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Work by Clayton Hufford

“Western North Carolina is made up of incredible communities of craft artists that support each other and learn together. The Center is delighted to have the chance to present an exhibition of these emerging artists in celebration of the 50th anniversary of studio glass,” said CCC&D Executive Director Stephanie Moore.

“When glass enters the sculptural arena it is mesmerizing.  The impressive work highlights the skill of the makers who are pushing the limits of this incredibly fragile material.”

During the reception on Thursday, Dec. 6, from 5-7pm, at the Center, located at 1181 Broyles Road in Hendersonville, there will be a sale of glass artworks offered. Those attending will also be able to purchase hand-made pint glasses, filled courtesy of Highland Brewing Company, with a portion of the proceeds benefiting glass art instruction in the region.

There will also be a raffle during this reception to win hot shop and flameworking classes at the Asheville Glass Center, private lessons from exhibitors Kathryn Adams and Hayden Wilson, as well as vases, ornaments, and more.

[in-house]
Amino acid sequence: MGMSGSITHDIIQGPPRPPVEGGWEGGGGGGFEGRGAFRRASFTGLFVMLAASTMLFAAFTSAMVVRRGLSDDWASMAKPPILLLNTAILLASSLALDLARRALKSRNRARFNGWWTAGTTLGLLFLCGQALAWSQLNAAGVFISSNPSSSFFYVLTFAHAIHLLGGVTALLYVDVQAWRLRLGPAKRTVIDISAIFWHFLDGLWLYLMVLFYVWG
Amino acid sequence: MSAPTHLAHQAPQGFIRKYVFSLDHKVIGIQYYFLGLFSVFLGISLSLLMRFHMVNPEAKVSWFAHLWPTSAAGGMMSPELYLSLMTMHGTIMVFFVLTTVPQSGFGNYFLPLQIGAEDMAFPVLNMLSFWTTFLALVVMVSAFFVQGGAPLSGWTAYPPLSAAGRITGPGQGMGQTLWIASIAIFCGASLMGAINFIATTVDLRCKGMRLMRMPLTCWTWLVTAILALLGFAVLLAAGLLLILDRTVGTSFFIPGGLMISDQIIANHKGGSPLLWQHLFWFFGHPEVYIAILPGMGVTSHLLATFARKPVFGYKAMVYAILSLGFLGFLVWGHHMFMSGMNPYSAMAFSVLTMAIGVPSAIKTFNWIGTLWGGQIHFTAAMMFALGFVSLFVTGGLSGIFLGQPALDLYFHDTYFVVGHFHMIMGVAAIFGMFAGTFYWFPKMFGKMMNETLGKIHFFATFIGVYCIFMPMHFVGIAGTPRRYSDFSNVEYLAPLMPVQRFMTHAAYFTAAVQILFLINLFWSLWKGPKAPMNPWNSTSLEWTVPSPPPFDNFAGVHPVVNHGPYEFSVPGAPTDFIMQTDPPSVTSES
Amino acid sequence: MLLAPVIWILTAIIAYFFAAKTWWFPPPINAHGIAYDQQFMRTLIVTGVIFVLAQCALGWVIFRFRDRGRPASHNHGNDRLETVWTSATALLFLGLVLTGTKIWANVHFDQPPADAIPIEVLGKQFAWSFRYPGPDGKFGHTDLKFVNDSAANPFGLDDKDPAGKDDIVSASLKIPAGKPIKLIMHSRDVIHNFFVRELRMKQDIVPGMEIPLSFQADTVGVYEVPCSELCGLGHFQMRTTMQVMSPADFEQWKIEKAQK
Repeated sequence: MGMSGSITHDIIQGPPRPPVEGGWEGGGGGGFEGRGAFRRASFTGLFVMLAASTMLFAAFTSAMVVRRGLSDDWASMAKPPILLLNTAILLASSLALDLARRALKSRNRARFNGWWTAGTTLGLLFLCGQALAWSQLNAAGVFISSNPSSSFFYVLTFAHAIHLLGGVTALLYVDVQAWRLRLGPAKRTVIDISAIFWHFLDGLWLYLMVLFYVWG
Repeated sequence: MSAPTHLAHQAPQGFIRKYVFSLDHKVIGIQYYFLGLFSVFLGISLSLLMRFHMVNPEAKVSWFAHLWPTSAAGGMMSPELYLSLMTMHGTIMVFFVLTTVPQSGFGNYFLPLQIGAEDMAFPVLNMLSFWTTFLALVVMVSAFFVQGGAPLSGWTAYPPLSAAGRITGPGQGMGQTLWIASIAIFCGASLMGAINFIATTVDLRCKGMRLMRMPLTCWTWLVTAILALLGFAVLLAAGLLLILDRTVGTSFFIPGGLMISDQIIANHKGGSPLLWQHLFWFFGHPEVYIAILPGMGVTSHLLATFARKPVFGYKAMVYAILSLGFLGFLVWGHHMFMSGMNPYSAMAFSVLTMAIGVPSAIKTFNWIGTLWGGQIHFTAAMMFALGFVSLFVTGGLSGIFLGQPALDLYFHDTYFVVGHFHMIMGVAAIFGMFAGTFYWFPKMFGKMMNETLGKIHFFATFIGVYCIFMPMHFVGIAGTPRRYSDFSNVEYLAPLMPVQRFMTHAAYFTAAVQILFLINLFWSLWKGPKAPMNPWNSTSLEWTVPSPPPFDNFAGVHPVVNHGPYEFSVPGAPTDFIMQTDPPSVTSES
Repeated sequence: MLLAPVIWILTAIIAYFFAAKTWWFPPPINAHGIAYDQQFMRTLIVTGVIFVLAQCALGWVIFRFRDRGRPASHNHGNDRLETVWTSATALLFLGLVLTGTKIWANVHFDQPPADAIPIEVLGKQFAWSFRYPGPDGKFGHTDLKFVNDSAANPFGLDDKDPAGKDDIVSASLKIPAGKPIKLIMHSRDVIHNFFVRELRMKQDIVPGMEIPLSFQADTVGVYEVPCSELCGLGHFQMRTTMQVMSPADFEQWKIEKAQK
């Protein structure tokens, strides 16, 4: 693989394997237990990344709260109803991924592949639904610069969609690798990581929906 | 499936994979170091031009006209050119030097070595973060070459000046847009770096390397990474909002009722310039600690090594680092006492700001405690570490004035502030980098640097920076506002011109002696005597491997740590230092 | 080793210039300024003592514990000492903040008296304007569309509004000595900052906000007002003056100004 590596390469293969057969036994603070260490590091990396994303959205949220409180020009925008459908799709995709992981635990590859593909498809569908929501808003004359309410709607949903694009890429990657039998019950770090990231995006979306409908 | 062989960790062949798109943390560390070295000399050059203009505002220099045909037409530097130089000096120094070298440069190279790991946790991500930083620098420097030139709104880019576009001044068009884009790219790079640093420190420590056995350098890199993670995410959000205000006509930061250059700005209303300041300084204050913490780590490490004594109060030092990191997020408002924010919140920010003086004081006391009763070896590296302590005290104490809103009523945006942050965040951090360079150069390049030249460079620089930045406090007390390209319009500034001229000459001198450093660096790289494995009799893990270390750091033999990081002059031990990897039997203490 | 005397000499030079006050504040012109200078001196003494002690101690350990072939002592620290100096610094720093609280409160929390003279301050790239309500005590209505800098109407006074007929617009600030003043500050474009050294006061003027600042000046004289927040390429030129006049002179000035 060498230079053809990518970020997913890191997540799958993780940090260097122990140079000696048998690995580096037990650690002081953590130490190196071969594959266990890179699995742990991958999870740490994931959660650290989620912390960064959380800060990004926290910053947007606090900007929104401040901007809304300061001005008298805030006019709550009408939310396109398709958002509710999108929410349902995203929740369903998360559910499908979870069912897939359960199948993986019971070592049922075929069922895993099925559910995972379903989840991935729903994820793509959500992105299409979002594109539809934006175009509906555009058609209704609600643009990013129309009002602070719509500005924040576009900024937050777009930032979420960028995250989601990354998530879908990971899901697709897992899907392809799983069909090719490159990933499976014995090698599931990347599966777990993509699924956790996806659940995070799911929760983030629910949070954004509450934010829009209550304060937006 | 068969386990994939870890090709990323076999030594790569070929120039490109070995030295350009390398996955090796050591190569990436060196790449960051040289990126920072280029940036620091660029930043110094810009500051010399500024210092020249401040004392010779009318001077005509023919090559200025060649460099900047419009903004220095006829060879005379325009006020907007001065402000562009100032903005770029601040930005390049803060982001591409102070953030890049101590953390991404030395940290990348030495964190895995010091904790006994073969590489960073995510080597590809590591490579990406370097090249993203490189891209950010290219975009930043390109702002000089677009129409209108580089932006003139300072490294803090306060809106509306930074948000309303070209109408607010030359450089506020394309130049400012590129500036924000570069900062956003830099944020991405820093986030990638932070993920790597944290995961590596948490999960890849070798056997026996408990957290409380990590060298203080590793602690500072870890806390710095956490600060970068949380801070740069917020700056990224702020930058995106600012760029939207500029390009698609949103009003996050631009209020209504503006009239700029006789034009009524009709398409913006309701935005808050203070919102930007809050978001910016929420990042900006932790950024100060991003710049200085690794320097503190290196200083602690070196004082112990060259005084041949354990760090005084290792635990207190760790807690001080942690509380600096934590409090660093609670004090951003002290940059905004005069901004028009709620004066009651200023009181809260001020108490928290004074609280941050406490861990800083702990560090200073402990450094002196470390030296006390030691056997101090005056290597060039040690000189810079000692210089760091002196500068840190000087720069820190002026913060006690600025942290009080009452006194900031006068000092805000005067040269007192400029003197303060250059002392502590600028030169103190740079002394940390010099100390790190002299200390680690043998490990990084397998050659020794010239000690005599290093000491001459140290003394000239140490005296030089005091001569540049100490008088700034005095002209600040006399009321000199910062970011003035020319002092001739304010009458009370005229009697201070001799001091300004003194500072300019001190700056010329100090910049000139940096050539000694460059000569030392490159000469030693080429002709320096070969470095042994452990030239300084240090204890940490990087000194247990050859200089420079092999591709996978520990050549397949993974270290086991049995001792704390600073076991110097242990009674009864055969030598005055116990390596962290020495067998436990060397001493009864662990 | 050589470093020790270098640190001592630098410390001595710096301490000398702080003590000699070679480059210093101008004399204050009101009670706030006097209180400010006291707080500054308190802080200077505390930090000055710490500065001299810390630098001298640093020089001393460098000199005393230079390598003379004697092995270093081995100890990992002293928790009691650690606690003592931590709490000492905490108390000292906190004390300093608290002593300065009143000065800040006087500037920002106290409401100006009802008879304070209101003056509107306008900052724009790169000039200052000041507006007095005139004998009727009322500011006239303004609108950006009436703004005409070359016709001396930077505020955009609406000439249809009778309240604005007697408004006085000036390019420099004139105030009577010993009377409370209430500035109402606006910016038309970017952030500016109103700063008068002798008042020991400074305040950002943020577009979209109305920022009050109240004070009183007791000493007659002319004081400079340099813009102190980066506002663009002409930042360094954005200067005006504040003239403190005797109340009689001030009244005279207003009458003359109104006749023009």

A portion of proceeds from the raffle and gallery sales will go towards subsidizing the first glass course at Warren Wilson College as well as future programming by The Center for Craft, Creativity & Design.

On Saturday, Dec. 8, 2012, from 10am-6pm, join the Asheville Glass Center staff and exhibitors Kathryn Adams, Ben Elliott, Ben Greene-Colonnese, Justin Turcotte, Hayden Wilson with special guests Alex Bernstein, Penland Resident Artist Micah Evans and exhibition curator Lauren Pelletier for exciting glassblowing and flameworking demonstrations to be held at the Asheville Glass Center, located at 140C Roberts Street in Asheville, NC’s River Arts District.

For further information call the CCC&D at 828/890-2050 or visit (www.craftcreativitydesign.org).